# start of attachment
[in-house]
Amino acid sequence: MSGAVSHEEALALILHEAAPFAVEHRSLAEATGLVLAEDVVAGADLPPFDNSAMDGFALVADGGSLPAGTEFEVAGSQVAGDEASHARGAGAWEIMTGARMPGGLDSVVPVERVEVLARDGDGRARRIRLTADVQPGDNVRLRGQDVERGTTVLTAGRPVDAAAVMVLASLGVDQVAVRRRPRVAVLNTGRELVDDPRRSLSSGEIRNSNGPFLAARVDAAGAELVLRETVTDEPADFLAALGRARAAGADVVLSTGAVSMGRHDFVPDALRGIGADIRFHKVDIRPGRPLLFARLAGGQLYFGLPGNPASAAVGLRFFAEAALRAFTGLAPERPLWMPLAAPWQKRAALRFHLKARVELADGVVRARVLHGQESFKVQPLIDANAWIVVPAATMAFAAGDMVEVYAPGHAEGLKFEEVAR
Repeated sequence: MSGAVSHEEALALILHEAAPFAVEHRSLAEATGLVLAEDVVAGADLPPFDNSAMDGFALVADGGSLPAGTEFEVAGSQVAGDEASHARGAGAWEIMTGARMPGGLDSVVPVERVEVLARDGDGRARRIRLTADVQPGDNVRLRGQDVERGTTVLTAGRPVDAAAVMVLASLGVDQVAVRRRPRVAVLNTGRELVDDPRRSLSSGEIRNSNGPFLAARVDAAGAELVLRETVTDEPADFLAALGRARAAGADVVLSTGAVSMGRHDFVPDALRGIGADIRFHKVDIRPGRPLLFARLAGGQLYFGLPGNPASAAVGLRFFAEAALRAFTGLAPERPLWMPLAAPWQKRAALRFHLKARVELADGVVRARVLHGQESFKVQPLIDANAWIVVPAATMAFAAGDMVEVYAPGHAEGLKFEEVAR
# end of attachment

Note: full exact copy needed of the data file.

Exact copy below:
[in-house]
Amino acid sequence: MSGAVSHEEALALILHEAAPFAVEHRSLAEATGLVLAEDVVAGADLPPFDNSAMDGFALVADGGSLPAGTEFEVAGSQVAGDEASHARGAGAWEIMTGARMPGGLDSVVPVERVEVLARDGDGRARRIRLTADVQPGDNVRLRGQDVERGTTVLTAGRPVDAAAVMVLASLGVDQVAVRRRPRVAVLNTGRELVDDPRRSLSSGEIRNSNGPFLAARVDAAGAELVLRETVTDEPADFLAALGRARAAGADVVLSTGAVSMGRHDFVPDALRGIGADIRFHKVDIRPGRPLLFARLAGGQLYFGLPGNPASAAVGLRFFAEAALRAFTGLAPERPLWMPLAAPWQKRAALRFHLKARVELADGVVRARVLHGQESFKVQPLIDANAWIVVPAATMAFAAGDMVEVYAPGHAEGLKFEEVAR
Repeated sequence: MSGAVSHEEALALILHEAAPFAVEHRSLAEATGLVLAEDVVAGADLPPFDNSAMDGFALVADGGSLPAGTEFEVAGSQVAGDEASHARGAGAWEIMTGARMPGGLDSVVPVERVEVLARDGDGRARRIRLTADVQPGDNVRLRGQDVERGTTVLTAGRPVDAAAVMVLASLGVDQVAVRRRPRVAVLNTGRELVDDPRRSLSSGEIRNSNGPFLAARVDAAGAELVLRETVTDEPADFLAALGRARAAGADVVLSTGAVSMGRHDFVPDALRGIGADIRFHKVDIRPGRPLLFARLAGGQLYFGLPGNPASAAVGLRFFAEAALRAFTGLAPERPLWMPLAAPWQKRAALRFHLKARVELADGVVRARVLHGQESFKVQPLIDANAWIVVPAATMAFAAGDMVEVYAPGHAEGLKFEEVAR